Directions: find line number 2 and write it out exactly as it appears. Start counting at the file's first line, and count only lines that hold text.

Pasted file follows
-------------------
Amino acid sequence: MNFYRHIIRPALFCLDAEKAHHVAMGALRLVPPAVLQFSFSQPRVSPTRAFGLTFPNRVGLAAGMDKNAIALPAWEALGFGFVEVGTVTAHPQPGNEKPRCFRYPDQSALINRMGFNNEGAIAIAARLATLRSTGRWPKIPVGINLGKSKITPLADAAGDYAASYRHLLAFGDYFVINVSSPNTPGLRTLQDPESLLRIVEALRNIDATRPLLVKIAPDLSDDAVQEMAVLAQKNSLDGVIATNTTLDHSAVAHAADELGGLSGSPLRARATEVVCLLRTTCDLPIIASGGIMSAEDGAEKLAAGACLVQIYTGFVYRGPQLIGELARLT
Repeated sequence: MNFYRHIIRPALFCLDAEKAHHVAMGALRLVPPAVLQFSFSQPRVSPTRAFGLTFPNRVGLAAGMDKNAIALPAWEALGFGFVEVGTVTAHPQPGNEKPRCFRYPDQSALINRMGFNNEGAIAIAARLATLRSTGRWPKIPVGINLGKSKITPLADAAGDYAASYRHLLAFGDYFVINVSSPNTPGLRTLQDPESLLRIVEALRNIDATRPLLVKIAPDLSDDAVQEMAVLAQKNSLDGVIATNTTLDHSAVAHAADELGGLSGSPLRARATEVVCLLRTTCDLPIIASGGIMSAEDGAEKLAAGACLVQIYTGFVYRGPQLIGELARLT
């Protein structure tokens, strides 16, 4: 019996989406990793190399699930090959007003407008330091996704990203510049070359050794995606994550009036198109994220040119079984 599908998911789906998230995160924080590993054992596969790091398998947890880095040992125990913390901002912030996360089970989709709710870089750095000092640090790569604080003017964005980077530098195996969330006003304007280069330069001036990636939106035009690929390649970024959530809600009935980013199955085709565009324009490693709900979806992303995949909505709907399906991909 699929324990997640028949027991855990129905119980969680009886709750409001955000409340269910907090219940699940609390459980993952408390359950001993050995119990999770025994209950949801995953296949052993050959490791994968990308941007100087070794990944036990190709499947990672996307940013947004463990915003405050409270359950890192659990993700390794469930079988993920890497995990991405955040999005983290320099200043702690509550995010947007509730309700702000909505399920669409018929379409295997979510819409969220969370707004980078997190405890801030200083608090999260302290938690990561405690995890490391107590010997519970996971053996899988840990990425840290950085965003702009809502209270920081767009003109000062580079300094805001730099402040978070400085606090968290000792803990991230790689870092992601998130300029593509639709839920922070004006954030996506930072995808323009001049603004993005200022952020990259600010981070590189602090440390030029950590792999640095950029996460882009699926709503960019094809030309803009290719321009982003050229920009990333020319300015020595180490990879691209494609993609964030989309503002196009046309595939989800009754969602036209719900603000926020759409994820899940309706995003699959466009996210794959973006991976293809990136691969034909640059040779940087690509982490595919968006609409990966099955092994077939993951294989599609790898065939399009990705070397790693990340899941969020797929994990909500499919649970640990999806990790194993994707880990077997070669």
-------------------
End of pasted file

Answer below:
Repeated sequence: MNFYRHIIRPALFCLDAEKAHHVAMGALRLVPPAVLQFSFSQPRVSPTRAFGLTFPNRVGLAAGMDKNAIALPAWEALGFGFVEVGTVTAHPQPGNEKPRCFRYPDQSALINRMGFNNEGAIAIAARLATLRSTGRWPKIPVGINLGKSKITPLADAAGDYAASYRHLLAFGDYFVINVSSPNTPGLRTLQDPESLLRIVEALRNIDATRPLLVKIAPDLSDDAVQEMAVLAQKNSLDGVIATNTTLDHSAVAHAADELGGLSGSPLRARATEVVCLLRTTCDLPIIASGGIMSAEDGAEKLAAGACLVQIYTGFVYRGPQLIGELARLT